by Kimberly Allen, RN
Medulloblastomas are tumors that develop in the brain. These tumors are malignant, or in other words, cancerous. They are much more common in children, by at least ten times, than adults. In fact medulloblastomas are the most frequently diagnosed malignant brain tumor in children accounting for as much as 20% of all brain tumors diagnosed in children. Though medulloblastoma can develop at any age it most frequently develops in children between 3 to 8 years of age and is more common in boys than girls. In the US there are at least 500 new cases of pediatric medulloblastoma diagnosed every year.
Medulloblastomas usually develop in the cerebellum, which is the area to the back of the brain that controls your balance and coordination as well as several cognitive functions. However, it can also develop in the posterior fosa which covers the cerebellum as well as the medulla and pon’s. Medulloblastoma is referred to as a PNET tumor (infratentorial primitive neuroectodermal) and it is the most common of the PNET tumors of the brain. These types of tumors are considered extremely aggressive. They have the ability to use the cerebral spinal fluid to spread rapidly throughout the central nervous system, a feature other types of brain tumors lack.
The cause of medulloblastoma, like most brain tumors, remains unknown though researchers continue to look for possible causes and even possible risk factors. However, some believe that it may develop from cerebellar stem cells that were unable to divide and individualize into their appropriate cell type. There have also been some genetic studies done. These studies have shown that there are four specific molecular and clinical varieties of certain genes that compose medulloblastomas. These varieties were further sub grouped into group 3 and group 4 with one group having a better prognosis than the other.
The symptoms pf medulloblastoma result from the increased intercranial pressure caused by the tumor. The first symptom of increased intercranial pressure is usually headaches along with nausea and vomiting usually occurring in the morning then progresses over time. Frequently in these early stages children are frequently misdiagnosed with migraines and/or a gastrointestinal condition. Then as the tumor grows, because medulloblastomas are located in the part of the brain responsible for movement your child may demonstrate poor balance and clumsiness. They may also have difficulty with hand writing and other fine motor skills that worsen over time. Some children also experience eye and vision problems.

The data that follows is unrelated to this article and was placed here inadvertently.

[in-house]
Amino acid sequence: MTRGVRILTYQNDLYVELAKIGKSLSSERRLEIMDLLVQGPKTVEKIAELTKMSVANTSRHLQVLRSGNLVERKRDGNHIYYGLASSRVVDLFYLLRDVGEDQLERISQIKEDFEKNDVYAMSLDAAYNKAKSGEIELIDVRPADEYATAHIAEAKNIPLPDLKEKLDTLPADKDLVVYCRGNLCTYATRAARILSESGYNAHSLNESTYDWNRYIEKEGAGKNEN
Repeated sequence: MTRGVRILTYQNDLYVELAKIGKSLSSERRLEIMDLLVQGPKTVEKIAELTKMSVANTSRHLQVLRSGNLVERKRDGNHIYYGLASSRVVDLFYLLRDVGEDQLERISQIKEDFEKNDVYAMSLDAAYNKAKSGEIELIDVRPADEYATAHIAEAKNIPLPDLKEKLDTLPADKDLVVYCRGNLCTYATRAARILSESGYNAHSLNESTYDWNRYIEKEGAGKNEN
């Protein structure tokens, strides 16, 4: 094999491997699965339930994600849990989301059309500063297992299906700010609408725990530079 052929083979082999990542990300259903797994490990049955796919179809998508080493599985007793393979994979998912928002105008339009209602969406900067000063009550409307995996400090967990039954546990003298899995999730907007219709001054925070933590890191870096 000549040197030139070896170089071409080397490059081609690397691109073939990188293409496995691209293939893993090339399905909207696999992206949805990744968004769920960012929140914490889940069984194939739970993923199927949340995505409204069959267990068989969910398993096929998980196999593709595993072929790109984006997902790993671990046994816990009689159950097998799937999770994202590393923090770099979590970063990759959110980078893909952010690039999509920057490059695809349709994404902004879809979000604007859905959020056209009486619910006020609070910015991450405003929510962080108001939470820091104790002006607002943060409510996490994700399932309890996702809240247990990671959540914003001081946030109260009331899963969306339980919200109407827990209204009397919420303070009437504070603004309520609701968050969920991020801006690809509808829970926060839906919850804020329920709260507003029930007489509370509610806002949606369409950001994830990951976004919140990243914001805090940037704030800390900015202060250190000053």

Unfortunately it is usually 1 to 5 months after the symptoms manifest before a diagnosis is made. Once diagnosis is made it’s important to find a Dr that specializes in pediatric brain tumors immediately. The first step in treating is always surgical removal of as much of the tumor as possible. Surgery is then followed by chemotherapy and/or radiation therapy. Experts have found that by combining the therapies the 5year survival rates for children suffering from medulloblastoma is as high as 80%. However, the survival rate for children under 3 years of age is not as high.
There are many things that can affect the outcome of your child’s treatment including the overall health of your child. Children that eat healthy diets, exercise regularly and maintain a normal body weight as well as have no other health issues tend to do better than children that are over weight or obese. The other major factors are the size, type, and location of the tumor as well as how far it has spread. Your child’s pediatric oncologist will run numerous tests to determine the condition of the tumor as well as establish a multidisciplinary team of Drs that specialize in treating brain tumors including a neurosurgeon, neurologist, and an oncologist as well as nurses that specialize in oncology. There may also be other health professionals on the team like a dietician and social worker. Having your child diagnosed with any type of cancer is devastating and extremely stressful for the child and family/ It’s very important to have a support system that you can depend on to help you cope with the stressors that accompany this type of medical event. The more support you have the better you can cope with the everyday stressors like running to appointments, not forgetting the other kids or even to pick up that gallon of milk at the store. The less your stress is projected outwardly for your child to see which decreases their stress and improves their chances of survival.
Kimberly Allen is a registered nurse with an AND in nursing. She has worked in ACF, LCF and psychiatric facilities, although she spent most of her career as a home health expert. She is now a regular contributor to HealthAndFitnessTalk.com, dispensing advice and knowledge about medical issues and questions. You can reach her with any comments or questions at firstname.lastname@example.org.